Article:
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NUC, Nigerian scientists abroad partner on biomedical research


Amid global efforts to find a cure for the deadly coronavirus, the National Universities Commission (NUC) aligning efforts with the Nigeria Diaspora Biomedical Research Group to increase the capacity of Nigerian scientists in biomedical research.

The partnership, which is being facilitated by a Nigerian scientist at the University of Florida, United States, Prof. Folakemi Odedina, is also aimed at training the researchers on grant-writing proposals to be able to access funds at the Tertiary Education Trust Fund (TETFund) and other research-funding agencies globally.

The Deputy Executive Secretary of NUC, Dr. Suleiman Ramon-Yusuf, said the partnership was one of the numerous efforts by the commission to explore opportunities through collaborations within and outside Nigeria to build the capacity of Nigerian scientists in research.


Ramon-Yusuf, who spoke in Abuja at a press briefing ahead of the inaugural summit of the Nigeria Diaspora Biomedical Research Group, said the partnership would forge relationships on sabbaticals support and bidirectional faculty exchange between Nigerian academic staff and staff of the various collaborative universities abroad, particularly the University of Florida.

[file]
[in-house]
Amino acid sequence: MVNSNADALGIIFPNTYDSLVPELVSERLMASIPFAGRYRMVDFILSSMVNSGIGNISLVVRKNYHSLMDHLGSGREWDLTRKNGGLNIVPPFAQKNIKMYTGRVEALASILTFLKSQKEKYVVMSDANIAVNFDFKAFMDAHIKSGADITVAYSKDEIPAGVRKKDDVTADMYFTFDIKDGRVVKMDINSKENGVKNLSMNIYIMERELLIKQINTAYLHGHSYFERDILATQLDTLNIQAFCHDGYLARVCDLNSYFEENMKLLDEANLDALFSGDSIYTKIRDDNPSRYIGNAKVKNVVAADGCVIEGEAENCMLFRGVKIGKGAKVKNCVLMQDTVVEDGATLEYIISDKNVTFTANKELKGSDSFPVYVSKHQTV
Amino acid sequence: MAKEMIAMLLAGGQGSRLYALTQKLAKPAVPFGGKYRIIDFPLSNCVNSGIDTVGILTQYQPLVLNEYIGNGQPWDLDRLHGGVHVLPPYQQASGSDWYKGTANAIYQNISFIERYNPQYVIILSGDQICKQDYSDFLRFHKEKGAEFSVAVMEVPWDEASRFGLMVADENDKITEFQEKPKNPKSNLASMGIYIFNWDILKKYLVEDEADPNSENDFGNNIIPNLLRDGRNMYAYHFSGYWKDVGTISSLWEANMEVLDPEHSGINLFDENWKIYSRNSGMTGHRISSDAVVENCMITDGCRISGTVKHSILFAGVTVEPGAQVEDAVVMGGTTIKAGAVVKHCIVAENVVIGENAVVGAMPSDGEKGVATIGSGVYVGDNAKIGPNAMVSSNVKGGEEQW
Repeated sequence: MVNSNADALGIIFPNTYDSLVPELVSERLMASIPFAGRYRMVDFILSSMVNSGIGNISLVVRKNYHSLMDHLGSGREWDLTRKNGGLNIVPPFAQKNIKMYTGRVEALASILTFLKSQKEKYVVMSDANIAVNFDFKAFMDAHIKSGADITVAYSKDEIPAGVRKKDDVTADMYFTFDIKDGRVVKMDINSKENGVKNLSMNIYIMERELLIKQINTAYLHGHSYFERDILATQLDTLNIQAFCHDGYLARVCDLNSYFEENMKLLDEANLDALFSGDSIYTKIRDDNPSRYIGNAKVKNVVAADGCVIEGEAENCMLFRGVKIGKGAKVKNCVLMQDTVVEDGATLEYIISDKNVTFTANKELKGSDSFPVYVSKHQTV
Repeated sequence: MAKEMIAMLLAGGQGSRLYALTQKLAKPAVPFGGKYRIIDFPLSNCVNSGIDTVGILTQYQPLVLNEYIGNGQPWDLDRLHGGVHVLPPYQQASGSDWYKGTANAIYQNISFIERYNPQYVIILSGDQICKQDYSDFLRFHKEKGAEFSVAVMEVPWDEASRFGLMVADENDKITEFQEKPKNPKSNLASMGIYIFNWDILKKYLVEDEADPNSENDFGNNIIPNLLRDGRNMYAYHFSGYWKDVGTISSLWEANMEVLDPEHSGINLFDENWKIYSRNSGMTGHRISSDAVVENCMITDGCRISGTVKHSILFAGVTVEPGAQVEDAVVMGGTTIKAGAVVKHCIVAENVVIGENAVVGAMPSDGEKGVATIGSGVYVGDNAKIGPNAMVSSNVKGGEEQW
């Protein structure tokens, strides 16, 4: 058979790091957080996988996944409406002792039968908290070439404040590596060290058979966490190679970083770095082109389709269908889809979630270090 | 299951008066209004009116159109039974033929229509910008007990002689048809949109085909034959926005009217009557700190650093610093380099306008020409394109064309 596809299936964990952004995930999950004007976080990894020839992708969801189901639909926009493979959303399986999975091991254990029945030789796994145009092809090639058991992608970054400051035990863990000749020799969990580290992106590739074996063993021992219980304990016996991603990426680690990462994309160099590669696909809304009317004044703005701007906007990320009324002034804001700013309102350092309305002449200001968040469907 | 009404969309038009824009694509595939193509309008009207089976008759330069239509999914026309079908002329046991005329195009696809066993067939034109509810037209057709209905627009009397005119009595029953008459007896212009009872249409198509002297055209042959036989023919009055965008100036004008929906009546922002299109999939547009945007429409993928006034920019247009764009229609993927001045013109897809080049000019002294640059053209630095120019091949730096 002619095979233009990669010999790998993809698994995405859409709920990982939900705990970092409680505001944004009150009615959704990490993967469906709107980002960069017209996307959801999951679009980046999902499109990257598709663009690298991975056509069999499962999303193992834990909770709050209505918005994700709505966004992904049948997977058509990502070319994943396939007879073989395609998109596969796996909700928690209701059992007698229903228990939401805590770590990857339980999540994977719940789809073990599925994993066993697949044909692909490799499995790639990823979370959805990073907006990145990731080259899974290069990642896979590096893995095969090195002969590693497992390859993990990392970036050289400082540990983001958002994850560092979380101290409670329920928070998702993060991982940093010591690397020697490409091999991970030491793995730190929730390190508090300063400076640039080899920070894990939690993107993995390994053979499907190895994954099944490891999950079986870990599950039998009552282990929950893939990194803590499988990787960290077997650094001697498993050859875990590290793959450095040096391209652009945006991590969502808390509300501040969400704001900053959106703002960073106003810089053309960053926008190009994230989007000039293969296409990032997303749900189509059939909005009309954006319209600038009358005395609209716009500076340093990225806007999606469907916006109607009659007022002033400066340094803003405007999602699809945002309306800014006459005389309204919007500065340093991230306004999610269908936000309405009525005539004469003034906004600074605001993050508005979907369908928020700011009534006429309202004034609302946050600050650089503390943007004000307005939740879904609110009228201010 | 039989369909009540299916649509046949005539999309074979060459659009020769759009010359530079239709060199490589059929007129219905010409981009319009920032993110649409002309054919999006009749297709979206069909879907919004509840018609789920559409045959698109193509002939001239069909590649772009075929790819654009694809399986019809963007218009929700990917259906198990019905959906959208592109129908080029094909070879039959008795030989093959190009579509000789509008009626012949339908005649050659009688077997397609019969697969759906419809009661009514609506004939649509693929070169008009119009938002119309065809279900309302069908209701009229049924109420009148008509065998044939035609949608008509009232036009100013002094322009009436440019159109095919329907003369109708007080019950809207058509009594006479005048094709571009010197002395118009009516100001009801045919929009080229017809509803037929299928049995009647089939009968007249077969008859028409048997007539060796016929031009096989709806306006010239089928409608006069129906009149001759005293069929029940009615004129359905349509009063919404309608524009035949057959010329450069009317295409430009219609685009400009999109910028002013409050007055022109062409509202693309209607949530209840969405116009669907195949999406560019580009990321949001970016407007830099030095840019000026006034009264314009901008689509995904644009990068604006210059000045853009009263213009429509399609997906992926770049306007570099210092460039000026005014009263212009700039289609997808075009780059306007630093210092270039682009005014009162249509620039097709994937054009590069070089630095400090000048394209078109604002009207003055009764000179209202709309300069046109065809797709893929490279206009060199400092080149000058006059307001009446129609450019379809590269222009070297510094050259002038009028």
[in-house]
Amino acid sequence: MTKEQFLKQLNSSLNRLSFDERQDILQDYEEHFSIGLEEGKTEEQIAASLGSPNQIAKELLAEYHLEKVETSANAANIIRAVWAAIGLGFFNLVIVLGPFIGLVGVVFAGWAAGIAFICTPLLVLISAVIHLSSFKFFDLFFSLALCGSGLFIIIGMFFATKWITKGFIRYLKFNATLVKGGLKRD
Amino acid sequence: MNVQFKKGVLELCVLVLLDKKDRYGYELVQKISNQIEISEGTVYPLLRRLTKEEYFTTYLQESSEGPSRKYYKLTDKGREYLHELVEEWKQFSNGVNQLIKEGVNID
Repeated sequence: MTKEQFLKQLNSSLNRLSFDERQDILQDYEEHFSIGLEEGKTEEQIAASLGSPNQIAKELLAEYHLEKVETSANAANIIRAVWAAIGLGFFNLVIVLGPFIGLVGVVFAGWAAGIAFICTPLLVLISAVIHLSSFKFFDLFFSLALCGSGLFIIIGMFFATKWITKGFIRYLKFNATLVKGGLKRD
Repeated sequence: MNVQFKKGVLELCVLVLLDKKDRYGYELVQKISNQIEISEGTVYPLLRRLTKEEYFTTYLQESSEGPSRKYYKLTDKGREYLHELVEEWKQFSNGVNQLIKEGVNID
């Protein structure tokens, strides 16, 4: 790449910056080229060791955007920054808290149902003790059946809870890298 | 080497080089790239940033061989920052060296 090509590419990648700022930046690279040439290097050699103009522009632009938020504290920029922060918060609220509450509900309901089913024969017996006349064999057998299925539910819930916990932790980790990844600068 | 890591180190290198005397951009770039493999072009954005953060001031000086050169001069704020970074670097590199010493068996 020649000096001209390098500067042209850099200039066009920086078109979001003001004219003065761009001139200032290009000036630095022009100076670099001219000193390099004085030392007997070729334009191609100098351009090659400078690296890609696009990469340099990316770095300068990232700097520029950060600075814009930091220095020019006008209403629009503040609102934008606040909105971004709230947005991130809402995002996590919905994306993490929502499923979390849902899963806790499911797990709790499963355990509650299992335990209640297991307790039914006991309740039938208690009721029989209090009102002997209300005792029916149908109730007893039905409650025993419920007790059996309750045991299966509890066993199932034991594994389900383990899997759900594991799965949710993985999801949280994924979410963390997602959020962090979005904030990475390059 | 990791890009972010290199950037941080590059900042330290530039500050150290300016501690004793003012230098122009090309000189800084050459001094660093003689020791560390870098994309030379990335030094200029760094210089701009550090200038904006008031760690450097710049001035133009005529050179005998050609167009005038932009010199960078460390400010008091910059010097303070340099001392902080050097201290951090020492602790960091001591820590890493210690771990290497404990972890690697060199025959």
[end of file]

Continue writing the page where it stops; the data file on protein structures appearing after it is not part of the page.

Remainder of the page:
According to him, the Nigerian university system has been battling the problem of research capacity and has, therefore, been exploring different avenues to enable it to build competence both at institutional and professional levels.

“In this regard, the three-day summit has three main components; the first one which is ongoing as we speak is the pre-summit biomedical research training workshop. Research capacity is quite low in our system, just as we have challenges with research infrastructure.”

On the biomedical research, he said it was even more critical at a time of the COVIDss-19 pandemic “because all over the world, scientists are working round the clock in an attempt to find a solution by way of a vaccine for the SARS cov2 which is popularly called the COVID-19 virus.”


On the virtual summit held by the Diaspora Biomedical Group, Ramon-Yusuf said the objectives were to develop expertise, infrastructural support as well as the opportunity for sabbatical leaves and collaborative research for the country’s academics.

“We also intend through this collaboration to create multiple opportunities for collaborative research among Nigerian academics and Nigerians as well as non-Nigerians in Diaspora that would lead to both intramural and extramural research wards.

“Another objective is to augment the existing biomedical research training programmes which will foster career development amongst young academics. Today’s activities revolve around grant writing capacity building.”

He noted that over the years, people have complained about the inability of many local researchers to access grants in TETFund because of their inability to write grant-winning proposals. “So, we hope that at the end of the activities, we would have succeeded in owning the research grant writing skills of some of our younger academics.”


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